III. Forms of Punishment

There are five forms of punishment available to commanding officers when an accused is found guilty in nonjudicial punishment. (34) The punishments available to a commander include the following: forfeiture of pay, restriction on movement, extra duty, reduction of grade, reprimand, and admonition. (35) The punishments range from causing a servicemember inconvenience to directly threatening highly protected individual rights. A brief description of the forms of punishment illustrates the wide range of options a commander has when implementing nonjudicial punishment.

Forfeiture of Pay

A commander may influence the property interest of charged personnel by forcing a forfeiture of a portion of basic pay for up to two months. (36) When this punishment is imposed, the servicemember loses all entitlement to the forfeited amount of basic pay. (37) Forfeiture of pay must be expressed in dollar amounts for the affected time period, and if the forfeiture lasts longer than one month, the commander must notate the monetary amount and number of months the servicemember's pay is forfeited. (38)

Restriction on Movement

Commanders may limit freedom of movement in one of four ways: restriction, arrest in quarters, correctional custody, and confinement on bread and water or diminished rations. (39) Both restriction and arrest in quarters involve moral restraint (40) and are a less severe deprivation than correctional custody, confinement on bread and water, or diminished rations, which all involve physical restraint. (41)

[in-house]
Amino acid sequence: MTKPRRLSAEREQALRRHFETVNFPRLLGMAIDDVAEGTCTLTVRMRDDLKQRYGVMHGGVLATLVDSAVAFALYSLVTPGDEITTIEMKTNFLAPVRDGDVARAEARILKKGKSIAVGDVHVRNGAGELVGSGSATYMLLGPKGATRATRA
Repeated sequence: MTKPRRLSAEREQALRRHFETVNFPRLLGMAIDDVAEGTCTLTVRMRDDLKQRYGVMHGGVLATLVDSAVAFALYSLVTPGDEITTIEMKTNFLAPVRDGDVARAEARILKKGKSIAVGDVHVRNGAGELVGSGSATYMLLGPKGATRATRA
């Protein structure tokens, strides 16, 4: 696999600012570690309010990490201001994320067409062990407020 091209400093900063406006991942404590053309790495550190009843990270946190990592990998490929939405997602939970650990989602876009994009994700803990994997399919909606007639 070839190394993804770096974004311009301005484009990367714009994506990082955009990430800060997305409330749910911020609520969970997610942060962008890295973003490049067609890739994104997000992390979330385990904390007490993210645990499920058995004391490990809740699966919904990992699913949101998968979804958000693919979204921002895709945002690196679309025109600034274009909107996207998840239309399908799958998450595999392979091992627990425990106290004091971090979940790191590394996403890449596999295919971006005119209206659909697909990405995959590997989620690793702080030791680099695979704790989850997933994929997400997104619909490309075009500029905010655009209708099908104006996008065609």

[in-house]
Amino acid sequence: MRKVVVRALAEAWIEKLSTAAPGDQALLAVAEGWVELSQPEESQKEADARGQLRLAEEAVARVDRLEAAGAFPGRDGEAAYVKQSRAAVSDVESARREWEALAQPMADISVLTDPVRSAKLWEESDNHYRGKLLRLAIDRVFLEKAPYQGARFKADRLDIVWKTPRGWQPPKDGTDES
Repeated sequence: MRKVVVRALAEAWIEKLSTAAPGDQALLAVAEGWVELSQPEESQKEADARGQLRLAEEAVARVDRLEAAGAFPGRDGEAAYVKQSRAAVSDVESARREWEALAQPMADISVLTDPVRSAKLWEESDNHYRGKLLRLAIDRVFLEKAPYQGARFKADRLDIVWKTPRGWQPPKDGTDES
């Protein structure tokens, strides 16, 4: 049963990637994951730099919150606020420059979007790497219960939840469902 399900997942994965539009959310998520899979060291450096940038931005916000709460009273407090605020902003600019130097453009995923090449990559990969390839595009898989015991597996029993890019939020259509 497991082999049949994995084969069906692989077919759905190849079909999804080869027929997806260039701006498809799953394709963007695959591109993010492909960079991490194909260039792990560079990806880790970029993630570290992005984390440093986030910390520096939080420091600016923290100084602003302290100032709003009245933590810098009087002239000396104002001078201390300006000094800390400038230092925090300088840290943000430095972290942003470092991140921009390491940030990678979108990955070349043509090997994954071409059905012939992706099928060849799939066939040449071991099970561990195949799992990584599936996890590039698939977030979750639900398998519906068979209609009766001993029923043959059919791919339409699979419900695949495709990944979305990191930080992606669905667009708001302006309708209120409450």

Restriction and arrest in quarters are a less severe manner of depriving the charged individual of liberty. (42) Restriction allows the commander to require the charged individual to report to a designated place at a specified time. (43 The severity of restriction depends on the length of the punishment and the geographical limits of restriction that are specified when imposed. (44) Arrest in quarters, which applies only to officers, requires the charged personnel to remain within their quarters during the period of punishment unless the deciding authority extends the boundaries. (45) "Quarters" is broadly defined, thus giving the commander latitude to restrict the officer to more than a traditional living area. (46)